The news from the big 3 automakers has indeed been grim. Year-to-date, GM sales fell 12.2 percent, Ford sales fell 3.8 percent, and Chrysler sales were down 4.9 percent. It has indeed been a bummer of a summer. There are many reasons for the auto industry troubles such as high gas prices, last year's incentive programs, high cost production, a skew to SUVs and other large vehicles at a time when smaller is better, and many other issues. However, one thing the industry can fix is the terrible official websites. Big three automaker sites suck.
Automakers Take Note: The web isn't TV
Why do automakers insist on copying one another's slick, TV-influenced, one-way broadcast websites that feel like advertising? Visitors who actually want to learn something aren't satisfied and sales are lost.
Doesn't it look like all three of these sites were designed and built by the same person (some Madison Avenue ad guy)?
I looked around for some personality and useful content on these sites and was excited when I saw a link for "Ask Dr. Z" on the Chrysler site. "Cool," I thought, "Here’s some authentic content." But NO! It's a freakin' cartoon version of Dr. Dieter Zetsche, Chairman of DaimlerChrysler! Ugh. Beavis & Butthead & Dr. Z.
The individual brand sites are no better. Click on virtually any link to visit the site for a car or truck make. For example, over at Cadillac, it takes forever for the site to even load. During that long wait time, visitors are treated to the super-duper friendly message "LOADING VEHICLES. PLEASE WAIT." Nope, Sorry. I'm not going to wait. I don't want a Cadillac that badly. But thanks anyway.
Automakers Take Note: Please stop advertising to me and instead start a relationship
Automaker sites are organized with the assumption that the site visitor is ready to buy a car immediately. These sites employ slick TV-style ad marketing with Flash Video introductions and pop-ups offering discounts or low financing. Often automaker sites try to hook visitors into the dealer network before they're actually ready to buy. While there are certainly people who visit an automaker's site to find a dealer, learn about financing, and even buy right away, the large number of visitors who are simply browsing aren't satisfied by these sites and quickly leave. When automaker sites are too busy advertising, they lose the opportunity to educate and enlighten potential customers - developing a relationship with them that may pay off in the long run.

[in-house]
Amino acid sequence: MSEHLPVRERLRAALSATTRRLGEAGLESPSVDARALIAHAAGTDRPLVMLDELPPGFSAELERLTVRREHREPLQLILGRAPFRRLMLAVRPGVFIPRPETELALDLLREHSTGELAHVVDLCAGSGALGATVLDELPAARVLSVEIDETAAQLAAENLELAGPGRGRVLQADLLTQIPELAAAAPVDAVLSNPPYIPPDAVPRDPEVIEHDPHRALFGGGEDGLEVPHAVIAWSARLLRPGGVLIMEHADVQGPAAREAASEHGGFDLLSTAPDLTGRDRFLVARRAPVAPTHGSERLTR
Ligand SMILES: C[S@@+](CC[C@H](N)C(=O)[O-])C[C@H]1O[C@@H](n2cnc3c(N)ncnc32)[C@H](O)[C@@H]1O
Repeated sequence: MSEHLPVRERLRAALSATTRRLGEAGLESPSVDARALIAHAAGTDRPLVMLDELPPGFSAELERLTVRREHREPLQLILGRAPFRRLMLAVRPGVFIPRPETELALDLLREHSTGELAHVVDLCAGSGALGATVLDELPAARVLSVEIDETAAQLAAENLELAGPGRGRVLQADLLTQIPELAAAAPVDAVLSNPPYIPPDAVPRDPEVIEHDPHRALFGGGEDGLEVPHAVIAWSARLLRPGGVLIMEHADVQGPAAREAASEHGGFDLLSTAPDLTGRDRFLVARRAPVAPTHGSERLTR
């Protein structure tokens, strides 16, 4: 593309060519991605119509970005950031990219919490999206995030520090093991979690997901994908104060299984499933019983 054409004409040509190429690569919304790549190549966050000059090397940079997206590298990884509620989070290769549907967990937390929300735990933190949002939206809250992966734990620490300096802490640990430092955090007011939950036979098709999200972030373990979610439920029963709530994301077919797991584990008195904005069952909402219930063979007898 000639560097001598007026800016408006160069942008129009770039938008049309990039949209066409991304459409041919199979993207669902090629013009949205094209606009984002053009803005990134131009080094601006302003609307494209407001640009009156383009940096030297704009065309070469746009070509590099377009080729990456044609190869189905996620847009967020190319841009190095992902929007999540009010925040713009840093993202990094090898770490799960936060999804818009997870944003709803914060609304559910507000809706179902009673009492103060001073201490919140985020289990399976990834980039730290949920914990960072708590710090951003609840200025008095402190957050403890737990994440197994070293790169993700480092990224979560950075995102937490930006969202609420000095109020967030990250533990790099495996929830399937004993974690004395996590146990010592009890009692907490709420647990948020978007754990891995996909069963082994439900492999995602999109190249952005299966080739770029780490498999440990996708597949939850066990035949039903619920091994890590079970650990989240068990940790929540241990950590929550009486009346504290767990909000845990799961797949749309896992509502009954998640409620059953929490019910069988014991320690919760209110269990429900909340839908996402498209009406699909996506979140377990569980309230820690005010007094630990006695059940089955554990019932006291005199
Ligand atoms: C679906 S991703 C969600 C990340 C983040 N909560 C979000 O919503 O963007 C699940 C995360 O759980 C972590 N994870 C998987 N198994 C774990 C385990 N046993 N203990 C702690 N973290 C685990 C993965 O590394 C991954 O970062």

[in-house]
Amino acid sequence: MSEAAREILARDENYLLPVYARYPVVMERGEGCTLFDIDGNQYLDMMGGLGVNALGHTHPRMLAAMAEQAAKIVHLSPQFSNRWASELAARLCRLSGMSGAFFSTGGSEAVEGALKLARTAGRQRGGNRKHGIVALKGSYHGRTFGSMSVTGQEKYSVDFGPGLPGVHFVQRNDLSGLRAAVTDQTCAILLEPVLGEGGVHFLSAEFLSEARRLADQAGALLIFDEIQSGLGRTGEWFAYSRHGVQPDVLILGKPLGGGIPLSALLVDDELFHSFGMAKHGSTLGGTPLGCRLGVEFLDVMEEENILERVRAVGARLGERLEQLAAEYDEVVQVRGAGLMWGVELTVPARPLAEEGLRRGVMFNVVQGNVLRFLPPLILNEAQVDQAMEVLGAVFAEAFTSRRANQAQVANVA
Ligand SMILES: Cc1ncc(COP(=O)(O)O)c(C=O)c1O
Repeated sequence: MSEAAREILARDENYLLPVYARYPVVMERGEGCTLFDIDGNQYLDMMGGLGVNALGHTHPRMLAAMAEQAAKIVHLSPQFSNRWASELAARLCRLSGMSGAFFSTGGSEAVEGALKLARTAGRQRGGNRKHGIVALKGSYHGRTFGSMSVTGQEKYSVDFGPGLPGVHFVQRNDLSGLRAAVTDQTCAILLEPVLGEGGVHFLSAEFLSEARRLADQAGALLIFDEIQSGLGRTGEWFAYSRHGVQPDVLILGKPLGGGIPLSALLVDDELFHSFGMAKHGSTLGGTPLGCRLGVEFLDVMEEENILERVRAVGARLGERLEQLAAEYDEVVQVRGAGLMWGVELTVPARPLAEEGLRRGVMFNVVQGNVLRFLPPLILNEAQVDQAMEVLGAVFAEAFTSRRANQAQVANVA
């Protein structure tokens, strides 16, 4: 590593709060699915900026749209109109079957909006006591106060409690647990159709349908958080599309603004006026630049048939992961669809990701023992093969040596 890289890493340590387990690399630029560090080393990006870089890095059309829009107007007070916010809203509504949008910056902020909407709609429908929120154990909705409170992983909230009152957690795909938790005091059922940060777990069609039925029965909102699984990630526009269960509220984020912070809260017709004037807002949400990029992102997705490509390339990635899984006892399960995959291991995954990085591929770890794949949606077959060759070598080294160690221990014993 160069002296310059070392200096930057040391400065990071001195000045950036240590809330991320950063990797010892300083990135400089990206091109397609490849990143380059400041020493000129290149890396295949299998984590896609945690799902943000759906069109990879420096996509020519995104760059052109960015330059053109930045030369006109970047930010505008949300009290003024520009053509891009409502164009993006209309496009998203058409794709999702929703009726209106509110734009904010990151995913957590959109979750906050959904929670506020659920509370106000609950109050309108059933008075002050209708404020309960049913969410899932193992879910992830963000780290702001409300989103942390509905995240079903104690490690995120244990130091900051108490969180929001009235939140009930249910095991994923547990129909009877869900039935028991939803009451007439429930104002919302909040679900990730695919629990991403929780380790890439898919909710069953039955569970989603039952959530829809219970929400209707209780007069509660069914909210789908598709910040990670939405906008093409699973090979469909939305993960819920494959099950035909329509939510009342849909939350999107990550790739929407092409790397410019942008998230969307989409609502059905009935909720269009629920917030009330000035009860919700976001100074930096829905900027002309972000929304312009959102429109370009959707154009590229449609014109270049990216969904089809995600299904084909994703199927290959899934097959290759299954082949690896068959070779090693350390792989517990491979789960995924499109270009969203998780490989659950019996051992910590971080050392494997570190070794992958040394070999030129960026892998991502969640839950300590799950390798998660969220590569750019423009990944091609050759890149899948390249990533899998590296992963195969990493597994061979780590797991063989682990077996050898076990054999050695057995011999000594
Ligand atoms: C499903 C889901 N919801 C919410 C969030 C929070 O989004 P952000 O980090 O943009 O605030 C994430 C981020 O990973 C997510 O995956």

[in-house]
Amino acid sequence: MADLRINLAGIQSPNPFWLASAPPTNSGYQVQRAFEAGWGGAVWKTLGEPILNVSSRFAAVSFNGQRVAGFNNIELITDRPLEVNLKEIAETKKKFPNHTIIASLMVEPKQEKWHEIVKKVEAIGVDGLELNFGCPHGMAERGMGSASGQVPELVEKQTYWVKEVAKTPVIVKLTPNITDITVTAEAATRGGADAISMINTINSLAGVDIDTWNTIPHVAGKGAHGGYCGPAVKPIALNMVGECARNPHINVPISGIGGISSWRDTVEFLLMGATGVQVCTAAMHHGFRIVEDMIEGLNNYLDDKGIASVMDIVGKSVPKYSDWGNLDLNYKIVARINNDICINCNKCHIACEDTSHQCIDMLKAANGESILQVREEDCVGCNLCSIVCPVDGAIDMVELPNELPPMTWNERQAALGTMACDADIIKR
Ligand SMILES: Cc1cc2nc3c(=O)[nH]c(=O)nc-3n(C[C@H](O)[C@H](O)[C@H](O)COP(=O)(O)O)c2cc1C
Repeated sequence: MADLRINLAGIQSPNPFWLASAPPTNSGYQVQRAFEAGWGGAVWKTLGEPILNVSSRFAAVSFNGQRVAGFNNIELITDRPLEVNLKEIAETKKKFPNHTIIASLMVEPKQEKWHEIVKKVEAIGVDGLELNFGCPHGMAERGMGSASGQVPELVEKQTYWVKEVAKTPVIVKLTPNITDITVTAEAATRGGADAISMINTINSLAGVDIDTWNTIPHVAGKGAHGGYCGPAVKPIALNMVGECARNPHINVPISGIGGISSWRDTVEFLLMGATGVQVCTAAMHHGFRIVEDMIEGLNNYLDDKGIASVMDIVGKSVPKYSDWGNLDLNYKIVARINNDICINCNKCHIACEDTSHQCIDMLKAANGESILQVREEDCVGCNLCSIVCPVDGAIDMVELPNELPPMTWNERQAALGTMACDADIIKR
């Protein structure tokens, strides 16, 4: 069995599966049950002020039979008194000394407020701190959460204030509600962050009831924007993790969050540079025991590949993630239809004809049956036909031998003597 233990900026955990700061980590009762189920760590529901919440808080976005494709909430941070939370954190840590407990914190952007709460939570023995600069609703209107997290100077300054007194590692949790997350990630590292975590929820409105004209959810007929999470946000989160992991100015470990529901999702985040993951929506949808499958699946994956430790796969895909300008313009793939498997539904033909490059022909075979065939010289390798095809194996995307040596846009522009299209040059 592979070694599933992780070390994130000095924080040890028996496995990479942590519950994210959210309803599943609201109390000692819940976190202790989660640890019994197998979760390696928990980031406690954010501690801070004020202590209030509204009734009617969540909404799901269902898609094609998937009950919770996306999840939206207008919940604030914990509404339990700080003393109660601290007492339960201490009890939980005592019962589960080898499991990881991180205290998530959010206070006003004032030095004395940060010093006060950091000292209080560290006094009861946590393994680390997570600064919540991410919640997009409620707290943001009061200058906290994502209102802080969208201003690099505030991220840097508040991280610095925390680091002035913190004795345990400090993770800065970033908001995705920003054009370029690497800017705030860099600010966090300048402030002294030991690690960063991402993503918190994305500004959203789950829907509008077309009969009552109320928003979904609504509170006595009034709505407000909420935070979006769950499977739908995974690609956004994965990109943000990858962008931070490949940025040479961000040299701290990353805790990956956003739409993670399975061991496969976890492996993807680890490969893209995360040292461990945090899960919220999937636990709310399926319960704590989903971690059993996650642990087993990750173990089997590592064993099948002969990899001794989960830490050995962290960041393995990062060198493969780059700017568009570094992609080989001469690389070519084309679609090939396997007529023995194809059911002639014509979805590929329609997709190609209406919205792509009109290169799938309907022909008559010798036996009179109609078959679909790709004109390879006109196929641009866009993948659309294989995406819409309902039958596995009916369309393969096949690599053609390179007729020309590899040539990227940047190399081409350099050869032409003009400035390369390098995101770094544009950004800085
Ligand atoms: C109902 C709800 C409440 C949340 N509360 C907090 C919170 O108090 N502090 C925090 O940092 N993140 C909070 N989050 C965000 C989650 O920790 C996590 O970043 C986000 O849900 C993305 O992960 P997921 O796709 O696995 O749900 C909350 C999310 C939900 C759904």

Automakers Take Note: Understand your buyers' sales consideration process
The last car I purchased was a Ford product – a 2002 Land Rover Freeleander – the second Land Rover in my household. The official Land Rover site was no help to me whatsoever during the buying process. Like many people, I considered a new car purchase for many months but there is virtually no content for the middle part of the sales process on automaker sites. Sure, you get flashy TV commercials at the top of the sales process (to lure buyers in) and low financing offers at the bottom (when you are ready to buy). But nothing for those people trying to narrow their purchase decision down to several vehicles.
So here's something WAY stupid that illustrates that automakers just don't get it. At least three times I submitted my email address to Land Rover. Once when I bought my latest car, once when I asked a question on the customer service site, and another time to get information on the Land Rover Challenge site. Each time I agreed that Land Rover can market to me via email. I WANTED to get emails from Land Rover! I wanted a relationship But no. Never heard from them. Did they ever consider I might be ready to by another Land Rover? Heck no. Why in the world don't automakers establish email newsletters to keep valuable customers up to date? Why not offer exclusive showings of the new models to existing owners via email? What about an owner’s blog?
Automakers Take Note: Put editorial experts in charge of your site, not agencies
Perhaps the reason so many automaker sites suck is because decision-makers entrust their organization's valuable Web site to an advertising agency. In the auto business, with hundreds of millions of dollars spent on television and print advertising, a web site represents a small part of the marketing budget. So the marketing geniuses just fling the business to their ad agencies. Bad move. Advertising agencies' strong focus on grabbing attention is rooted in print and TV advertising models, not a content-marketing editorial model.
Guess what ad guys? When a visitor gets to a Web site, you don't need to grab their attention; you already have it! On the Web, the challenge has shifted from grabbing attention to informing and educating visitors through content. But most advertising people don't understand this and create ineffective sites as a result.
People aren't looking for TV commercials on the Web. They are looking for content to help them make a decision.
For an example of what's possible, consider Edmunds cool Car Space site. Car Space is a free social networking and personal page with things like photo albums, groups and much more.
Yeah, there are probably some good things about automakers web sites. Sure, some might be better than others. But as a worst practice example, we can all learn from the many mistakes that are immediately apparent on these sites.
Fixing sites won't cure Big Three woes. But it will help to establish relationships with customers that are sorely needed.